Andrew Lansley tops first solar league table - but all MPs must try harder
Andrew Lansley is top of the class, Justine Greening is bottom, and the Energy and Climate Secretary Ed Davey is a disappointing ‘must try harder’ in a new, annual league table of MPs and solar power, Friends of the Earth can reveal today (Friday, 20 June).
The environment charity’s league table ranks 32 cabinet members according to the number of solar installations in their constituency.
It comes ahead of Saturday, the longest and lightest day of the year – potentially the best day for solar panels – and as Friends of the Earth urges all MPs to get behind its new Schools Run on Sun campaign (supported by players of the People’s Postcode Lottery), which aims to make it easier for schools to run on solar power.
Andrew Lansley rules the school with 3108 solar installations in Cambridgeshire South, and David Cameron earns House points in second place, with 2143 installations in Witney.
Justine Greening meanwhile ranks last with just 114 solar installations in her constituency, Putney. The Energy Secretary Ed Davey himself puts on a disappointing performance in third from last place, with just 252 installations in Kingston & Surbiton.
Friends of the Earth’s Executive Director Andy Atkins said:
“Most of the cabinet should be in detention – they’re lagging embarrassingly far behind Andrew Lansley when it comes to locally-installed solar power.
“While the number of solar installations varies considerably between constituencies, most cabinet members have done little to help households, schools and businesses to reap the benefits of solar power – too many are stuck on outdated forms of energy, like shale gas.
“We urgently need to roll out clean energy across all of our towns and neighbourhoods – every MP should get behind the idea of making it easier for schools to run on sun, and boost their ranking in our solar league table.”
New analysis by Friends of the Earth shows that if every school in the UK ran on solar power, every year they could collectively save enough money to pay the salaries of more than 6,000 teachers, produce as much electricity as burning 100,000 tonnes of oil, and save as many carbon emissions as taking 110,000 cars off the road for a year.
The environment charity calculates that schools can each save up to £8,000 per year through solar panels – meaning more money to spend on facilities like libraries, playgrounds and nature gardens.
Volunteers from more than 50 local Friends of the Earth groups will be raising awareness on high streets tomorrow (Saturday, 21 June), highlighting the benefits of solar power for schools, and collecting signatures on the charity’s petition aimed at the Education Secretary.
Notes to editor
1. In efforts to boost renewable energy across the UK, Friends of the Earth has launched its new Run on Sun campaign, which aims to make it much easier for schools to save thousands of pounds through clean energy: www.foe.co.uk/runonsun.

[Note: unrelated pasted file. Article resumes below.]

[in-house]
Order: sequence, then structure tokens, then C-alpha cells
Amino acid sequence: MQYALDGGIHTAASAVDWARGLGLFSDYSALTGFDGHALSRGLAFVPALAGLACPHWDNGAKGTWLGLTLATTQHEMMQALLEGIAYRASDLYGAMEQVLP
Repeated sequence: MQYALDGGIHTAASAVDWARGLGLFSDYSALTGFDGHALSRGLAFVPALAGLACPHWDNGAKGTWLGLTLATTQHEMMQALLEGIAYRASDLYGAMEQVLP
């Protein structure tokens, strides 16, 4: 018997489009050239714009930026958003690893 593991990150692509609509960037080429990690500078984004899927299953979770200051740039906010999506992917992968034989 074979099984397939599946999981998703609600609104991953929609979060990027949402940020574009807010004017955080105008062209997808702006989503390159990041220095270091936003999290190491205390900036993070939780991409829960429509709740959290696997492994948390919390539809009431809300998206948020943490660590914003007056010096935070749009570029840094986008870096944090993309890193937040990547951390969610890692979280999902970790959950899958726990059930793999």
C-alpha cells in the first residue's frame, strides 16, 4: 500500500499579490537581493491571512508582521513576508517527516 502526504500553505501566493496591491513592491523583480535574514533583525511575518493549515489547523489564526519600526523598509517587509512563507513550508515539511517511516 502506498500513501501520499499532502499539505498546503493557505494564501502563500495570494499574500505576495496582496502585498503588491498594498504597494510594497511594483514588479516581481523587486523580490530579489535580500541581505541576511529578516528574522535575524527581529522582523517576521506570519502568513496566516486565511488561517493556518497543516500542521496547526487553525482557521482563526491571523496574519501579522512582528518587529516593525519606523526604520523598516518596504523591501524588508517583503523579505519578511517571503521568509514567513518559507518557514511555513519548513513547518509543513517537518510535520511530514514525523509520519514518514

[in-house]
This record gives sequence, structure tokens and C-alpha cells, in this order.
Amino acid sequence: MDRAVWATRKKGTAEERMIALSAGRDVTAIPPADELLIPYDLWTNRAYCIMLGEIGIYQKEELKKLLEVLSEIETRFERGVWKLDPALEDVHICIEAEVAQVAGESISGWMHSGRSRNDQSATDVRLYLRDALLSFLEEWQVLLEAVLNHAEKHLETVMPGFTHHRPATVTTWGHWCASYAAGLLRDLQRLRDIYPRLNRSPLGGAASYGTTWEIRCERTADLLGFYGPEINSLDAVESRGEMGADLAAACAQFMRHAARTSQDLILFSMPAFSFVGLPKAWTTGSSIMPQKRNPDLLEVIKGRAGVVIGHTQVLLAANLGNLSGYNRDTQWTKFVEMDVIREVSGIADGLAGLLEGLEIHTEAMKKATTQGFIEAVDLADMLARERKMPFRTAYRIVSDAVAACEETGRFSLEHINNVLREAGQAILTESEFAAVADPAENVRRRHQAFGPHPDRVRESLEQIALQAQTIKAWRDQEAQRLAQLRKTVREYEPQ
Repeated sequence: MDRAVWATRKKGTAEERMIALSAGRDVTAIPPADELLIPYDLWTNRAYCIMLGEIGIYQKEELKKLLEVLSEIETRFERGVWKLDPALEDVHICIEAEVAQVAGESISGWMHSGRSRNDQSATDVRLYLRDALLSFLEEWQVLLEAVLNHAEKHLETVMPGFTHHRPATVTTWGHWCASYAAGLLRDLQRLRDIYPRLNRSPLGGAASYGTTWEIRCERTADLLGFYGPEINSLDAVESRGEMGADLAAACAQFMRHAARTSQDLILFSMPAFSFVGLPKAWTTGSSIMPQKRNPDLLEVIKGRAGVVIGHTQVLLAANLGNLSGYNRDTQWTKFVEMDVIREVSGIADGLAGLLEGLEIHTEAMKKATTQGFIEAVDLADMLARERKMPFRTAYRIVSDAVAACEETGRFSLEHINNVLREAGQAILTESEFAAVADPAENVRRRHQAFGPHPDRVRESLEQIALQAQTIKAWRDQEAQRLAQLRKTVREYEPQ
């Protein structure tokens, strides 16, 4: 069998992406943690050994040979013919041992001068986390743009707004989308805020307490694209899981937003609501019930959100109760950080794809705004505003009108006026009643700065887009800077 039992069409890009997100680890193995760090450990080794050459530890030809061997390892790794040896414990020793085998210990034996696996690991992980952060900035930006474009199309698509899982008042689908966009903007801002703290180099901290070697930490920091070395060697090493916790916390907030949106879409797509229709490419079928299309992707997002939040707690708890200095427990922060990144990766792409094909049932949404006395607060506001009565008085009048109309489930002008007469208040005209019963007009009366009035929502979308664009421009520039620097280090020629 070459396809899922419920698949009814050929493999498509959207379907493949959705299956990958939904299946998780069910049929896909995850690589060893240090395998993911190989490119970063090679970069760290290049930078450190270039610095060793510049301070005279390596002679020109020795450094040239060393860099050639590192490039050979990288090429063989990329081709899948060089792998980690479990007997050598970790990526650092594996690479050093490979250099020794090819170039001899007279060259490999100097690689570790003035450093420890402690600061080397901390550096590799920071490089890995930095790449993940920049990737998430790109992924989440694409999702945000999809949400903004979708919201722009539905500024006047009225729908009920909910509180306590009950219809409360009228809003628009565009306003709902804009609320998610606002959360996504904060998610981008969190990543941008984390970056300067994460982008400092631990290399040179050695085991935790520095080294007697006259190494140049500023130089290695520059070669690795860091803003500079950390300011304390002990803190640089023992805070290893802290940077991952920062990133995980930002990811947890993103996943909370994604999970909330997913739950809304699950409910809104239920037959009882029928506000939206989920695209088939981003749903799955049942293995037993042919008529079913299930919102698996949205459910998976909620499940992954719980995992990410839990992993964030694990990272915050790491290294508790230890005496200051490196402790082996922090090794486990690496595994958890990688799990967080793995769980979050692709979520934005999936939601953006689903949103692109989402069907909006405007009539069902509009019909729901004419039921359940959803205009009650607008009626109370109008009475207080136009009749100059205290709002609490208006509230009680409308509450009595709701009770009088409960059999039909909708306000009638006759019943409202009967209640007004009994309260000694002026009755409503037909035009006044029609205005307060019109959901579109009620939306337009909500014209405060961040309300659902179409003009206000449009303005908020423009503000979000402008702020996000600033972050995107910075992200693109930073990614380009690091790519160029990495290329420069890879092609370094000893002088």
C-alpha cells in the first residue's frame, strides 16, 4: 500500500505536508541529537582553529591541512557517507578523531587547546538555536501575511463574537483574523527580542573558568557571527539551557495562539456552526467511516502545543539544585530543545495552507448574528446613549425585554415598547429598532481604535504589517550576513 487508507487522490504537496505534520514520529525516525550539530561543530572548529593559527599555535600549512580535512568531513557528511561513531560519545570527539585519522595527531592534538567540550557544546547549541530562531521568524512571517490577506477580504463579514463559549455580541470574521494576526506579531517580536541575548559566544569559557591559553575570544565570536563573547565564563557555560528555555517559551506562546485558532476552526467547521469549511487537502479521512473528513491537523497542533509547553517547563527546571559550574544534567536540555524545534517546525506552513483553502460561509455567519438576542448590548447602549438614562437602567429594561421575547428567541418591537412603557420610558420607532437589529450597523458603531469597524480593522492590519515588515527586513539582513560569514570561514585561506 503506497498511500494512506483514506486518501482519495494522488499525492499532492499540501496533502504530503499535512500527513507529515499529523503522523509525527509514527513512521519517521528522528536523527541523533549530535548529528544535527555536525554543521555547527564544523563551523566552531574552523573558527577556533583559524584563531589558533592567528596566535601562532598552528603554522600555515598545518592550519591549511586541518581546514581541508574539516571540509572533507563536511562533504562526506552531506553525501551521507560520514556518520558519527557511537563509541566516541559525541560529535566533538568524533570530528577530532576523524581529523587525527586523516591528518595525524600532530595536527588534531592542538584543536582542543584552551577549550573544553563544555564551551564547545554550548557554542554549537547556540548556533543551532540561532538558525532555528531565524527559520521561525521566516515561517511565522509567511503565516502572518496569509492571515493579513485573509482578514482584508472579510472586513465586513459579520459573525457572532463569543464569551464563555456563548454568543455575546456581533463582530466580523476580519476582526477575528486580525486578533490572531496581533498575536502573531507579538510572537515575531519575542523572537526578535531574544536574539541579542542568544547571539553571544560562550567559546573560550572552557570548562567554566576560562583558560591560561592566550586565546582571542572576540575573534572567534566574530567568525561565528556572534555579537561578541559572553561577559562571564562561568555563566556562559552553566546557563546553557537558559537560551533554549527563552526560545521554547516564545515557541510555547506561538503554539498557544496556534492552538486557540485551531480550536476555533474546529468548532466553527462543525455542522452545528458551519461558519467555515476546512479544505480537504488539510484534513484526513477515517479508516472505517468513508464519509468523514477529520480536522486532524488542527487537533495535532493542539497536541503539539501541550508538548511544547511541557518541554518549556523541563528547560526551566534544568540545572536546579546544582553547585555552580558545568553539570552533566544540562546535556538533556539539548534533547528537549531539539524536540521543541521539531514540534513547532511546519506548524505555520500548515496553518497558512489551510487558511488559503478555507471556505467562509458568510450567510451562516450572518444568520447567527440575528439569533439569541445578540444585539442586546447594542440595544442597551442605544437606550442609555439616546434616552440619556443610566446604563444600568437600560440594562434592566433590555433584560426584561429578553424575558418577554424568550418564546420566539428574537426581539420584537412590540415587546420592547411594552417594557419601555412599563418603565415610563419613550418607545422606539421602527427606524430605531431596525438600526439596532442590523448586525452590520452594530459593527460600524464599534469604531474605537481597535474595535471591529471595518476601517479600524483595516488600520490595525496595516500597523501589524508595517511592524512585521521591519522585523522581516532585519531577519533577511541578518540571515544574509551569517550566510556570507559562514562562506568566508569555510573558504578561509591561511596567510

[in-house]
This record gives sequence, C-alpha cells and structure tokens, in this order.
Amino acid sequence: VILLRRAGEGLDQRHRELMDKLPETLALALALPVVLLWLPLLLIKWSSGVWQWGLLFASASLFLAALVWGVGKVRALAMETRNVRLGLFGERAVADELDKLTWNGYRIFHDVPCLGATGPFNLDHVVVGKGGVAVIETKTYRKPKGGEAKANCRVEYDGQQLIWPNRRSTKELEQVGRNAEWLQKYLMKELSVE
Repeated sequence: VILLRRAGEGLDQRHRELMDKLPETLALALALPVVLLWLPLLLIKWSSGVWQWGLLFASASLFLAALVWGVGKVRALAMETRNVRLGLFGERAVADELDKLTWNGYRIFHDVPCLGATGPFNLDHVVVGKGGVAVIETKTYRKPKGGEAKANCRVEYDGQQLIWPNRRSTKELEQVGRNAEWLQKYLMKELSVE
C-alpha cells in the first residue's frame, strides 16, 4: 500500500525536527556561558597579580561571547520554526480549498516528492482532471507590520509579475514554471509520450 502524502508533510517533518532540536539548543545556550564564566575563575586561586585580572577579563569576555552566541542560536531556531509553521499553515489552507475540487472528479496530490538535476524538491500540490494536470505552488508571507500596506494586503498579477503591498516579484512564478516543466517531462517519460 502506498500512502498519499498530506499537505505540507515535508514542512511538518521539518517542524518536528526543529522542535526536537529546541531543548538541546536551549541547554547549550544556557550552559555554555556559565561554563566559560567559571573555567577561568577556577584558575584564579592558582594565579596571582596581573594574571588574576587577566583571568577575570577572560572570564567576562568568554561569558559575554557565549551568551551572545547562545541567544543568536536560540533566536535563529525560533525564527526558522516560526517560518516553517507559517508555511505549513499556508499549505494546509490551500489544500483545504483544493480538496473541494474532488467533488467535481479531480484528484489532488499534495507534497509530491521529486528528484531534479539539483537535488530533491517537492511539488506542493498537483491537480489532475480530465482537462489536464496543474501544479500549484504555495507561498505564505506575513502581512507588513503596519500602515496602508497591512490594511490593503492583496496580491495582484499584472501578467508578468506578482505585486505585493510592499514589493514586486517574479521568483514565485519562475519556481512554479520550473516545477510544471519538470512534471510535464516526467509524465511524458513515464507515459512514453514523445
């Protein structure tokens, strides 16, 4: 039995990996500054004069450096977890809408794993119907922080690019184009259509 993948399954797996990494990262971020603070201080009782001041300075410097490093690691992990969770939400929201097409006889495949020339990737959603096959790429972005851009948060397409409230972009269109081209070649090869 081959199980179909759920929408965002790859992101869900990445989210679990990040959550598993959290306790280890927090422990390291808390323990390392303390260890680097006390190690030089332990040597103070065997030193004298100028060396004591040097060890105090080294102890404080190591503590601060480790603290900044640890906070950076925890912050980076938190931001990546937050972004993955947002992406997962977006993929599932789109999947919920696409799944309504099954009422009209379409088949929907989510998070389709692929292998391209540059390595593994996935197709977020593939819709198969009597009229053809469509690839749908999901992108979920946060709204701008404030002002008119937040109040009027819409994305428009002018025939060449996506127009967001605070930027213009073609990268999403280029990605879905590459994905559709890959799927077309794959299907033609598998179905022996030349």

2. Currently not many schools are aware of the benefits of solar power, know how to get solar panels, or can afford the upfront costs. That’s why, with the help of a donation from the People’s Postcode Lottery, Friends of the Earth has produced a free solar information pack for schools: www.foe.co.uk/solarpack. The charity is also calling on the Education Secretary Michael Gove to enable schools to borrow money for solar panels – as they can for insulation: www.foe.co.uk/gosolar.
3. Friends of the Earth has written to all MPs to ask them to lend their support to solar power on schools.
4. A Friends of the Earth media briefing on solar schools and the move to community energy is now available for download: https://www.foe.co.uk/sites/default/files/downloads/run-sun-move-community-energy-46678.pdf.
5. Department of Energy and Climate Change data from March 2014 ranks MP constituencies by total solar installed: https://www.gov.uk/government/statistical-data-sets/sub-regional-feed-in-tariffs-confirmed-on-the-cfr-statistics. This includes all kinds of solar e.g. domestic, rooftop and land-based solar.
6. How much money a school is able to save through solar power will depend on how big their system is, and how much electricity they use. Friends of the Earth calculates that a 50kW solar power system could save a school up to £8,000 per year. Around £5,000 could be made through the Feed-In tariff, a payment fixed by the Government. The other £3,000 comes from savings made on energy bills by the school using the electricity generated, plus the sale of any excess energy back to the electricity grid.
7. There are almost 30,000 schools in the UK. If every school installed 50kW solar panels they could produce 1264GWh electricity every year – equivalent to burning 100,000 tonnes of oil.
8. Assuming that solar on schools offsets natural gas, which has a carbon intensity of 445g/kWh, and if every school in the UK with 50kW solar panels would produce approximately 1264GWh of electricity per year, Friends of the Earth calculates there would be collective annual carbon savings of 562,480 tonnes. This is equivalent to taking approximately 110,000 new cars off the roads for a year, if they emit 129g/co2 per km, driving 40,000km/yr. http://www.yousustain.com/footprint/howmuchco2?co2=562000+tonnes+co2.
9. Friends of the Earth is grateful to players of People’s Postcode Lottery who have generously provided financial support for Friends of the Earth’s campaigning, including Run on Sun. This funding will help to transform the energy supply to schools and communities, enabling them to generate their own clean electricity and make much-needed savings.